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That is a fundamental question, and I am pleased that my hon. Friend has asked it. It is, in fact, addressed both in the 2012 Act and in the schedule to the Bill. In the schedule, new subsection (4A) provides for the Secretary of State, in authorising the mobile telephone company—the mobile network operator—also to place an obligation on that operator not to interfere with the communications of individuals outside the prison walls, and to require the operator to take remedial action if any such interference should take place. That is a very good challenge.
My hon. Friends the Members for Torbay and for Witney also raised other issues, such as encryption and the potential setting up of a wi-fi network within the prison walls. That is not always easy. I assure Members that whenever we try to put wi-fi into a prison, we find that 150-year-old Victorian walls make it almost impossible to get a signal into it. On the other hand, criminals can often be extraordinarily entrepreneurial and ingenious in getting around problems that may defeat our engineers.
At the core of this, however, is not simply a question of technology. Let us return to the question of the four purposes of prison, and let us return in particular to the question of retribution. The key idea of retribution in relation to the mobile telephone is the idea that you are punishing a criminal for a crime that he committed in the past. As was suggested by a number of learned Members, that is a fundamental philosophical principle relating to the nature of the rights of that individual.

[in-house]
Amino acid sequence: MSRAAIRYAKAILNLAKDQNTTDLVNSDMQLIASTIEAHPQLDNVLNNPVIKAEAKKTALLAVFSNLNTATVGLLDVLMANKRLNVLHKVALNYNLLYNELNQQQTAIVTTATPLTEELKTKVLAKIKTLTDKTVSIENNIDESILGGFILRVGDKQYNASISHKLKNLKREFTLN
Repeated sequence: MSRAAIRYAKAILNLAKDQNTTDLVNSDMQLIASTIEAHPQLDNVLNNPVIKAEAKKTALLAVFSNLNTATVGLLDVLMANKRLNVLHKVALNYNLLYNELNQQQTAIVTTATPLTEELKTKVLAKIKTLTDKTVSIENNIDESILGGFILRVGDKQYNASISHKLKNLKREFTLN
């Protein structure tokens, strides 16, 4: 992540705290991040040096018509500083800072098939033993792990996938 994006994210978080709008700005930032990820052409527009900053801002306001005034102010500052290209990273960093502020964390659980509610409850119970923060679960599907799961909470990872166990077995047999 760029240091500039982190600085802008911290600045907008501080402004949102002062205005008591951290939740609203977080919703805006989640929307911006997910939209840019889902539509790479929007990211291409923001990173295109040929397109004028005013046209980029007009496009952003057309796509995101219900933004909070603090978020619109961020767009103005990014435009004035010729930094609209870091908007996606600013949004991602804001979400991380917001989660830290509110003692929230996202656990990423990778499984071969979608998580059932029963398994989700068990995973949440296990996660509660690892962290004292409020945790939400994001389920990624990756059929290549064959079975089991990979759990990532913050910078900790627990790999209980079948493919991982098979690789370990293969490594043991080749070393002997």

As Immanuel Kant pointed out, the individual should, as a matter of rational logic and a categorical imperative, be treated only as an end in himself, not as a means to an end. In other words, we should not be punishing individual A in order to change the behaviour of individual B. We should not even be punishing individual A in order to change the future behaviour of individual A. As Kant argues, the retributive punishment should be directed only towards the historical action of the individual, and should relate only to that historical crime. Kant is therefore arguing that neither deterrence, which is punishing individual A in order to affect the behaviour of individual B, nor rehabilitation, which is punishing individual A in order to affect the future behaviour of individual A, is a valid form of punishment.